As their rovers explore unknown terrain on the moon’s surface, researchers at Carnegie Mellon University will watch from the familiar confines of campus, nearly 240,000 miles away.
CMU’s Moonshot Mission Control, a new command center in the School of Computer Science’s Gates Center for Computer Science, will provide state-of-the-art equipment to the crews of the Iris, MoonRanger and future space missions. Iris is scheduled to fly to the moon this year and will be the smallest, first American, first university-built and first student-built rover on the moon. MoonRanger, the first rover to search for evidence of water on the lunar surface, will explore the south pole after its scheduled flight to the moon in 2023.
“Carnegie Mellon is going to the moon, and building and outfitting Moonshot Mission Control is critical to success,” said William “Red” Whittaker, University Founders Research Professor in the Robotics Institute. “The culmination of many years and countless hours of work by hundreds of individuals has brought us to a pivotal moment in the history of the university and space exploration. As CMU launches two rovers over the next two years, we will lead the way.”
The control center can be adjusted to fit future CMU space missions. Current research includes ongoing CubeSat missions, testing batteryless nanosatellites, building robots to service satellites in orbit, developing capabilities for satellite swarms and more.
Moonshot Mission Control is planned for rooms 2109 and 2111 inside the Gates Center on CMU’s campus in Pittsburgh. The control center will feature operator workstations where crew members can plan and direct the movements of the rovers, monitor their data and images, and communicate with them and each other. Crew members will see telemetry, localization data and Fault List Evaluator for Ultimate Response (FLEUR) readouts at the workstations. Two large displays will show similar data for the whole team. The flight director will be able to control the movements of the rovers from a dedicated workstation.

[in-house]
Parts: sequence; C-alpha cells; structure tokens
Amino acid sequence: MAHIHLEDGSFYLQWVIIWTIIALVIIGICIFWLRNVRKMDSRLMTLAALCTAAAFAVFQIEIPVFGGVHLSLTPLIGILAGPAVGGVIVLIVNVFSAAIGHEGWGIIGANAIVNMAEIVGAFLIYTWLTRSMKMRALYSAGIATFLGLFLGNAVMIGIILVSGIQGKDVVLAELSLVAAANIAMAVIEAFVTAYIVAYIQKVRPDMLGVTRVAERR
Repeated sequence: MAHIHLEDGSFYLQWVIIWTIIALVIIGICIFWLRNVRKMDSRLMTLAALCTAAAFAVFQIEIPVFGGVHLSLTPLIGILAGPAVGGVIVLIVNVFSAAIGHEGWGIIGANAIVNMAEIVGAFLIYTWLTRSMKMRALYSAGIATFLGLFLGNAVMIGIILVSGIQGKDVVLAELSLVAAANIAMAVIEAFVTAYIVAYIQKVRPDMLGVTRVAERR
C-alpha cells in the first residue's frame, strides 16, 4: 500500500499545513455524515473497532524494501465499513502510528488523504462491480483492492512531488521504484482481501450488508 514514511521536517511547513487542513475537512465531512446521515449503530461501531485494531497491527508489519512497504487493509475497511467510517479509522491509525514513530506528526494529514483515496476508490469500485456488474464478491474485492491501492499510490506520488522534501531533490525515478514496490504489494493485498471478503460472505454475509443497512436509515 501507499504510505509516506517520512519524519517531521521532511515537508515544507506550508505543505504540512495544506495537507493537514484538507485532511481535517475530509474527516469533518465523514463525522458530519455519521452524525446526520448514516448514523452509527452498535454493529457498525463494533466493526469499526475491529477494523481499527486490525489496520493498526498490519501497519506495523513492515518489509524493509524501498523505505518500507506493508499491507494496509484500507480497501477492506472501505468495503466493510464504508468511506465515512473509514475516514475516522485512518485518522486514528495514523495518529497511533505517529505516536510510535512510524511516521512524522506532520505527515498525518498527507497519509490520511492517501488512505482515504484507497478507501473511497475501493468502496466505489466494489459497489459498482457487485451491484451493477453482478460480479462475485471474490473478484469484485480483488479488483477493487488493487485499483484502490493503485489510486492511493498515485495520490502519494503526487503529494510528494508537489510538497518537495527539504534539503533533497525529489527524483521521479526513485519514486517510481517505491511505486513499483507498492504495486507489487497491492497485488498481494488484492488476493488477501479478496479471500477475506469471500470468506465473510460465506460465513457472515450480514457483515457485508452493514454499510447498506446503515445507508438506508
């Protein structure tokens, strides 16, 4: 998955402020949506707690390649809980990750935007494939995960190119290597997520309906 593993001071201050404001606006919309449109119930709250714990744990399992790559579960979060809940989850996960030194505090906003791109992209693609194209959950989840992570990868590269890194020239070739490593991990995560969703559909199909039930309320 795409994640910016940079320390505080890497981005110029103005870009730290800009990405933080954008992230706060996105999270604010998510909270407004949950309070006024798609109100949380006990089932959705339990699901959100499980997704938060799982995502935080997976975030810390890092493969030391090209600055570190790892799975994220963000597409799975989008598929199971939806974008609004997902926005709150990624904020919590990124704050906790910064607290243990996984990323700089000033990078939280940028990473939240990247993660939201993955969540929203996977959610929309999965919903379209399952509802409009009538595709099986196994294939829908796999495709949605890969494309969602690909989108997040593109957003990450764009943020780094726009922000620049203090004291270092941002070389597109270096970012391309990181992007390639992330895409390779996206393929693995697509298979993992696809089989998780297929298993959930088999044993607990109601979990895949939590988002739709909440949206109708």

“Once our rovers land on the moon, every second counts,” said Lydia Schweitzer, a research associate in the Robotics Institute and head of CMU mission operations. “Communication windows during missions are extremely limited. We need to make decisions quickly. Moonshot Mission Control will be an ideal place for the crew to monitor and direct our rovers.”
To make Moonshot Mission Control a reality, the team has launched a crowdfunding campaign so they can purchase servers, computers and communications equipment capable of maintaining contact on the moon. They’ll also use the funds to transform an unused classroom full of desks and chairs into a cutting-edge command center. The team hopes to raise $80,000 for the project. Additional funds are being raised through sponsorships and gifts.
A past campaign to raise critical funds for the Iris mission was extremely successful. Donations poured in from 250 people and totaled more than $66,000.
Contributing to Moonshot Mission Control will not only empower the crews of upcoming missions, it will also allow donors to be part of the university’s lunar and space exploration. More information about contributing to Moonshot Mission Control is available on the crowdfunding campaign’s website.
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